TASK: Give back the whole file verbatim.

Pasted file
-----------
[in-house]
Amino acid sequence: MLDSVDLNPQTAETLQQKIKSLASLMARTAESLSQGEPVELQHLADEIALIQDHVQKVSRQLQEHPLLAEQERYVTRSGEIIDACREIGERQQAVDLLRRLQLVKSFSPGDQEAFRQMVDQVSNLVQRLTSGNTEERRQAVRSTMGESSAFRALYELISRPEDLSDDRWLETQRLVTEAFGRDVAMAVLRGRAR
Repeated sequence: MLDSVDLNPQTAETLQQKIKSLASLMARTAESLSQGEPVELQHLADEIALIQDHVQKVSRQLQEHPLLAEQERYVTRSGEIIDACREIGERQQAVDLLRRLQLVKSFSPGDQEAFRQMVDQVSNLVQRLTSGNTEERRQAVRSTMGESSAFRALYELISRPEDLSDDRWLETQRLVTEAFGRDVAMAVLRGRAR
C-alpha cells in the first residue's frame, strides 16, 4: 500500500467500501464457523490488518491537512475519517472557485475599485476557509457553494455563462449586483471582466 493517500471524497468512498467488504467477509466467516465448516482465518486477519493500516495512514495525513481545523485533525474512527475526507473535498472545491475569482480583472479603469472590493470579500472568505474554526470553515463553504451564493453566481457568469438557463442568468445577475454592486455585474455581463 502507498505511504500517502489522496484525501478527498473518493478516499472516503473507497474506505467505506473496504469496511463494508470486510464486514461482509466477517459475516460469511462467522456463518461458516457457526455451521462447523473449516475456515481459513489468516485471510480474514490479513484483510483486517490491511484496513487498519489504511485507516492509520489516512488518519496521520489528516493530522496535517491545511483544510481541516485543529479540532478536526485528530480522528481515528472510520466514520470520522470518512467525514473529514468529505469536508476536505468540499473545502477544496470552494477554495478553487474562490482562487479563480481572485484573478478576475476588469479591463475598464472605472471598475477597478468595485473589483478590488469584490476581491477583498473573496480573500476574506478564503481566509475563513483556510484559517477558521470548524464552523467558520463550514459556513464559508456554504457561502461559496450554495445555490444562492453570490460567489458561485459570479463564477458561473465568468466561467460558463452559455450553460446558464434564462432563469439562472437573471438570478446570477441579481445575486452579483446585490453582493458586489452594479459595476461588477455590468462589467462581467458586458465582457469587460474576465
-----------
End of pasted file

[in-house]
Amino acid sequence: MLDSVDLNPQTAETLQQKIKSLASLMARTAESLSQGEPVELQHLADEIALIQDHVQKVSRQLQEHPLLAEQERYVTRSGEIIDACREIGERQQAVDLLRRLQLVKSFSPGDQEAFRQMVDQVSNLVQRLTSGNTEERRQAVRSTMGESSAFRALYELISRPEDLSDDRWLETQRLVTEAFGRDVAMAVLRGRAR
Repeated sequence: MLDSVDLNPQTAETLQQKIKSLASLMARTAESLSQGEPVELQHLADEIALIQDHVQKVSRQLQEHPLLAEQERYVTRSGEIIDACREIGERQQAVDLLRRLQLVKSFSPGDQEAFRQMVDQVSNLVQRLTSGNTEERRQAVRSTMGESSAFRALYELISRPEDLSDDRWLETQRLVTEAFGRDVAMAVLRGRAR
C-alpha cells in the first residue's frame, strides 16, 4: 500500500467500501464457523490488518491537512475519517472557485475599485476557509457553494455563462449586483471582466 493517500471524497468512498467488504467477509466467516465448516482465518486477519493500516495512514495525513481545523485533525474512527475526507473535498472545491475569482480583472479603469472590493470579500472568505474554526470553515463553504451564493453566481457568469438557463442568468445577475454592486455585474455581463 502507498505511504500517502489522496484525501478527498473518493478516499472516503473507497474506505467505506473496504469496511463494508470486510464486514461482509466477517459475516460469511462467522456463518461458516457457526455451521462447523473449516475456515481459513489468516485471510480474514490479513484483510483486517490491511484496513487498519489504511485507516492509520489516512488518519496521520489528516493530522496535517491545511483544510481541516485543529479540532478536526485528530480522528481515528472510520466514520470520522470518512467525514473529514468529505469536508476536505468540499473545502477544496470552494477554495478553487474562490482562487479563480481572485484573478478576475476588469479591463475598464472605472471598475477597478468595485473589483478590488469584490476581491477583498473573496480573500476574506478564503481566509475563513483556510484559517477558521470548524464552523467558520463550514459556513464559508456554504457561502461559496450554495445555490444562492453570490460567489458561485459570479463564477458561473465568468466561467460558463452559455450553460446558464434564462432563469439562472437573471438570478446570477441579481445575486452579483446585490453582493458586489452594479459595476461588477455590468462589467462581467458586458465582457469587460474576465